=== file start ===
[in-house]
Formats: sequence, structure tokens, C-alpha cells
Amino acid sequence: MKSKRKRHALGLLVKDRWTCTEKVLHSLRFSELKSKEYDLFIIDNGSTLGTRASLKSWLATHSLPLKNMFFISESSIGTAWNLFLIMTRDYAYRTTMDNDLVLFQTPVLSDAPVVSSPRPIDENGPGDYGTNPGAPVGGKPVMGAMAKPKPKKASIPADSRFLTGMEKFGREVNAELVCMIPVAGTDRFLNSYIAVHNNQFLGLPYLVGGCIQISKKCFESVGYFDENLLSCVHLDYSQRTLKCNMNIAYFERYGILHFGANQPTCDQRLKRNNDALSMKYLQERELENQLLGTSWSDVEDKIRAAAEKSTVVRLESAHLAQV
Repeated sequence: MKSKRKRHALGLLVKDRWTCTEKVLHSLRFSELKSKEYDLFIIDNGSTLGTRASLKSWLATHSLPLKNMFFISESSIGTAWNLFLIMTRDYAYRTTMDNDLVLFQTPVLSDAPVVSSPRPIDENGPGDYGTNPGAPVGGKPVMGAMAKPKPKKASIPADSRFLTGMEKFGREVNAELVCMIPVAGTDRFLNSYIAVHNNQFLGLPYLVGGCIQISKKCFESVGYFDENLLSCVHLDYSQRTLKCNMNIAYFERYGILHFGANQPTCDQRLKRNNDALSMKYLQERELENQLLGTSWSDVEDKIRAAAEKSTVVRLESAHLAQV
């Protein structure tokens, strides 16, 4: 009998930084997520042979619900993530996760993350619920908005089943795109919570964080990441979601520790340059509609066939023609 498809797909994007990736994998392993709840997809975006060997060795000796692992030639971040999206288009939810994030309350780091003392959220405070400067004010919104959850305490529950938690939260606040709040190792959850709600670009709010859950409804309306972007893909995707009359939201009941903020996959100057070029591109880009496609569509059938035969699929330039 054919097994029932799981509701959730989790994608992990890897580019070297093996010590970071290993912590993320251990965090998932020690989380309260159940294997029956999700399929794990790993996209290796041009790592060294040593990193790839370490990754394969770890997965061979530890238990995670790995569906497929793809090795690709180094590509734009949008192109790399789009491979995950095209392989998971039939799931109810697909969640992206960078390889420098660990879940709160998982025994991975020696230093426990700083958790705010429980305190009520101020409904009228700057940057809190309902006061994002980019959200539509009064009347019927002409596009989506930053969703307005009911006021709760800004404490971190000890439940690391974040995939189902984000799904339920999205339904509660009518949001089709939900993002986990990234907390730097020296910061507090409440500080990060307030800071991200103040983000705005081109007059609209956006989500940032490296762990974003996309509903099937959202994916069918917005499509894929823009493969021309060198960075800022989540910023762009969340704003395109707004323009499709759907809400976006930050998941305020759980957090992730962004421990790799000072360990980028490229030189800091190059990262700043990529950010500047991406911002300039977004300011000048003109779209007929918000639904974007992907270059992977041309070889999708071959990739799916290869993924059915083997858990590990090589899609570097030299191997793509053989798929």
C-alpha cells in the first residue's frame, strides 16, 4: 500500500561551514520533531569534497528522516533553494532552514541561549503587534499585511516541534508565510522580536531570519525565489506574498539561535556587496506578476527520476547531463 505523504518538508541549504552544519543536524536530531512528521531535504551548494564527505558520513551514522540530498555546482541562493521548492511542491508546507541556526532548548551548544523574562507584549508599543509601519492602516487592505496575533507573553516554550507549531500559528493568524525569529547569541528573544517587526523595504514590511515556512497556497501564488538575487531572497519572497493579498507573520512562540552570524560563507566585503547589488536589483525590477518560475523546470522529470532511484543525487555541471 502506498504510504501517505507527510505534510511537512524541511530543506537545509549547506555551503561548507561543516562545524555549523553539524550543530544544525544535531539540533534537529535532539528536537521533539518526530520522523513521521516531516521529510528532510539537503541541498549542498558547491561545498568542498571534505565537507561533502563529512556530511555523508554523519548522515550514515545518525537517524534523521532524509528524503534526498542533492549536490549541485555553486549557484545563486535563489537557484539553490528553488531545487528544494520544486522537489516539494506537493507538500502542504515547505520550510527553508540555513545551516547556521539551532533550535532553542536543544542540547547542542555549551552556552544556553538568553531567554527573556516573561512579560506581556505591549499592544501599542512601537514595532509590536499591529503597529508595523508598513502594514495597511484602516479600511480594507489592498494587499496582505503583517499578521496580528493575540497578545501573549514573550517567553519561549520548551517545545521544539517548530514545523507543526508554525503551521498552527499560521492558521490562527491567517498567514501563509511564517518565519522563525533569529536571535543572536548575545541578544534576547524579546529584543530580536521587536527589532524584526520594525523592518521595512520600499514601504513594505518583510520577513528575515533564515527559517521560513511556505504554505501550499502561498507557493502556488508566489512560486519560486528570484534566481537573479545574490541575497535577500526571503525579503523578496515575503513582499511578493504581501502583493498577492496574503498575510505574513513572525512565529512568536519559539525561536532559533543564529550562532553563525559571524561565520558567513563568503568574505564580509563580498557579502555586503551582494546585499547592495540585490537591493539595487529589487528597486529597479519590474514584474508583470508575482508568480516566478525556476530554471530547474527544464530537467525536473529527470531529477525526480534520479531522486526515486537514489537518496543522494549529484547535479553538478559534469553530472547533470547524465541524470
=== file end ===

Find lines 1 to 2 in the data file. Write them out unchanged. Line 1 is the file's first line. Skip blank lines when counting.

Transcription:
[in-house]
Formats: sequence, structure tokens, C-alpha cells